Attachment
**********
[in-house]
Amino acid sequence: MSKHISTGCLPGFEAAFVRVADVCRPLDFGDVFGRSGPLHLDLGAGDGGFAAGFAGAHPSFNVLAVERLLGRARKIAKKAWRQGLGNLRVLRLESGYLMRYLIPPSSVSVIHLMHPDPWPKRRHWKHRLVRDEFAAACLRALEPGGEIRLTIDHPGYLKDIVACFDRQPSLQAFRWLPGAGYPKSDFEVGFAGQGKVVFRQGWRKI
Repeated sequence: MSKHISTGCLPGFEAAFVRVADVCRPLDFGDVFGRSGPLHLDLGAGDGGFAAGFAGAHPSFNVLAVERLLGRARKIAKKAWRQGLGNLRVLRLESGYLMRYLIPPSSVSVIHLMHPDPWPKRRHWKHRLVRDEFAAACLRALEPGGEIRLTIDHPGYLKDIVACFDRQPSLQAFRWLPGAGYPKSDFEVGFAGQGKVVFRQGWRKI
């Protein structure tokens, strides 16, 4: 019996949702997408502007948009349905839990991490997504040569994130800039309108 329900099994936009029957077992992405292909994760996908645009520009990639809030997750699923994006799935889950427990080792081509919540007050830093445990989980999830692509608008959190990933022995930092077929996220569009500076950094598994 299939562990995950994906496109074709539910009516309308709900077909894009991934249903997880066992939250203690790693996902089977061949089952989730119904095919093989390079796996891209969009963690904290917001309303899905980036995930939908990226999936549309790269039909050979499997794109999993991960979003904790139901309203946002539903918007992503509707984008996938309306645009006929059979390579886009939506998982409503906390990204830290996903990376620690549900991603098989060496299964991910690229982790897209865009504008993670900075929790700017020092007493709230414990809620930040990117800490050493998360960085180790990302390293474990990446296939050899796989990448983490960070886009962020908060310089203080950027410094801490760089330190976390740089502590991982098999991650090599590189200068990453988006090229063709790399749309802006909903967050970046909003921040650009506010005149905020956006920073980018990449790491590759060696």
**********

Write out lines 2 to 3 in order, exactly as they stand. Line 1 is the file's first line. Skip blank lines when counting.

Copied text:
Amino acid sequence: MSKHISTGCLPGFEAAFVRVADVCRPLDFGDVFGRSGPLHLDLGAGDGGFAAGFAGAHPSFNVLAVERLLGRARKIAKKAWRQGLGNLRVLRLESGYLMRYLIPPSSVSVIHLMHPDPWPKRRHWKHRLVRDEFAAACLRALEPGGEIRLTIDHPGYLKDIVACFDRQPSLQAFRWLPGAGYPKSDFEVGFAGQGKVVFRQGWRKI
Repeated sequence: MSKHISTGCLPGFEAAFVRVADVCRPLDFGDVFGRSGPLHLDLGAGDGGFAAGFAGAHPSFNVLAVERLLGRARKIAKKAWRQGLGNLRVLRLESGYLMRYLIPPSSVSVIHLMHPDPWPKRRHWKHRLVRDEFAAACLRALEPGGEIRLTIDHPGYLKDIVACFDRQPSLQAFRWLPGAGYPKSDFEVGFAGQGKVVFRQGWRKI